Cars that can drive without humans behind the wheel will be tested on public roads by the end of the year.
The driverless cars have so far only been tried out on private land.
They work by using a system of sensors and cameras.
Some experts believe the vehicles are safer and more efficient than regular cars.
Just to be safe though, a back-up driver will ride along during the tests in case of an emergency.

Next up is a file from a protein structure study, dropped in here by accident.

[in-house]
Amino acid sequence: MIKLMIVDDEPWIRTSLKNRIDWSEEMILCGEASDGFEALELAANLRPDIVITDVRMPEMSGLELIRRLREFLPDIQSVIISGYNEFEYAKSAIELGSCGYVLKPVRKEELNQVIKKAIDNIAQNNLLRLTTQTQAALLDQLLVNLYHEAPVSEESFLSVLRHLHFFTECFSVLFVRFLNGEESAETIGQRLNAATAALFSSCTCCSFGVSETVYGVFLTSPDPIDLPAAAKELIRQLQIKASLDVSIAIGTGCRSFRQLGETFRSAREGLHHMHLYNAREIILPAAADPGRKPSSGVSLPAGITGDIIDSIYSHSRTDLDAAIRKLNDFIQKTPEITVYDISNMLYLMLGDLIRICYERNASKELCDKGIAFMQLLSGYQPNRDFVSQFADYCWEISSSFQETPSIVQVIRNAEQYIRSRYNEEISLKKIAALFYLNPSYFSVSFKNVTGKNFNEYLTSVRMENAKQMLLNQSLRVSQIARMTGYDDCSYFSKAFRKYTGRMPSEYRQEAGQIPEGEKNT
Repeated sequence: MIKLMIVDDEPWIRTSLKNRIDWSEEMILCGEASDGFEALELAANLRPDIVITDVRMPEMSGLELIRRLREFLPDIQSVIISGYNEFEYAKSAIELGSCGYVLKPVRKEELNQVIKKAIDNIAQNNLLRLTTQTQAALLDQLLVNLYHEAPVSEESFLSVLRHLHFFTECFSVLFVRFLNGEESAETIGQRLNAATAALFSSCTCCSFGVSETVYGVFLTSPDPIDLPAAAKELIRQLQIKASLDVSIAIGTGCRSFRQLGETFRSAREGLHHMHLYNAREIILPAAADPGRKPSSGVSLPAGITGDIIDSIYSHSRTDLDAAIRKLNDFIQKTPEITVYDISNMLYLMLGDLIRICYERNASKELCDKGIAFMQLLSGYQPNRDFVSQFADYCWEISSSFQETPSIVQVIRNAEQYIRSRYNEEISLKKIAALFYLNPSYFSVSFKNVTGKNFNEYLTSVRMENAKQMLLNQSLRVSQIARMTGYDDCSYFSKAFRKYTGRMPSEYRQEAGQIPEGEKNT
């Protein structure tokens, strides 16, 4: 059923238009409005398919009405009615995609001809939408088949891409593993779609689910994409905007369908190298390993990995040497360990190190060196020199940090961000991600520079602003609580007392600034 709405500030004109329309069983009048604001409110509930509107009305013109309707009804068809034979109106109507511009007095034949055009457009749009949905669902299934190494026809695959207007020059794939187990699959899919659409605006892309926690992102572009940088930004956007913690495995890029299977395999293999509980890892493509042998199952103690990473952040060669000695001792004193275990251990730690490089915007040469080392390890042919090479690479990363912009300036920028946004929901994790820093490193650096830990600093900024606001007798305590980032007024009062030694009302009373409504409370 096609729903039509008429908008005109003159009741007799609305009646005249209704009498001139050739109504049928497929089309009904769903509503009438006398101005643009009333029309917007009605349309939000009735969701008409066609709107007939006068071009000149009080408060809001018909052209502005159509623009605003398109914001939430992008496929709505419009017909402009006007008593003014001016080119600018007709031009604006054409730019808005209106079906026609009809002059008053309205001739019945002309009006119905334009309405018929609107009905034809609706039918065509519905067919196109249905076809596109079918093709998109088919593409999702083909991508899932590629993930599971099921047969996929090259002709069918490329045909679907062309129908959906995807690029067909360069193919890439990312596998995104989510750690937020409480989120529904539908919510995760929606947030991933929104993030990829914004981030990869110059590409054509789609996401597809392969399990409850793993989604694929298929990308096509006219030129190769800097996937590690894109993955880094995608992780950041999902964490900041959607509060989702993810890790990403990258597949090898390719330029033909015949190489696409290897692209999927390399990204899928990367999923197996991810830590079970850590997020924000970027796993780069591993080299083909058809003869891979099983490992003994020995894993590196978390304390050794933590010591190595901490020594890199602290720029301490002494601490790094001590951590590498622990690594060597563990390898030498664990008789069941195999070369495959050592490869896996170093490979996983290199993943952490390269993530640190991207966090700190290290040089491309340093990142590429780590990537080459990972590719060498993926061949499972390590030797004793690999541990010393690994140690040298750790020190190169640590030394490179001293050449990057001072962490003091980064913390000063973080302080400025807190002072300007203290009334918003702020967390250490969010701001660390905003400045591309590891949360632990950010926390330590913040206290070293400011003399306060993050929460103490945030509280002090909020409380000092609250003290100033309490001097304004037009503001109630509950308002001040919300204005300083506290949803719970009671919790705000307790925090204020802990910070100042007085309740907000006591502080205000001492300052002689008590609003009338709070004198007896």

The cars are being tested by a team at Oxford University.
Prof Paul Newman, who leads the team, said he is excited by the public trials in the UK. "It's a great area to be working in because it's IT and computers and that's what changes things. The British government sees that engineering is important."
The driverless cars are being trialled in other parts of the world too, and in three US states - Nevada, Florida and California - they are already creating laws to cover how they can be used.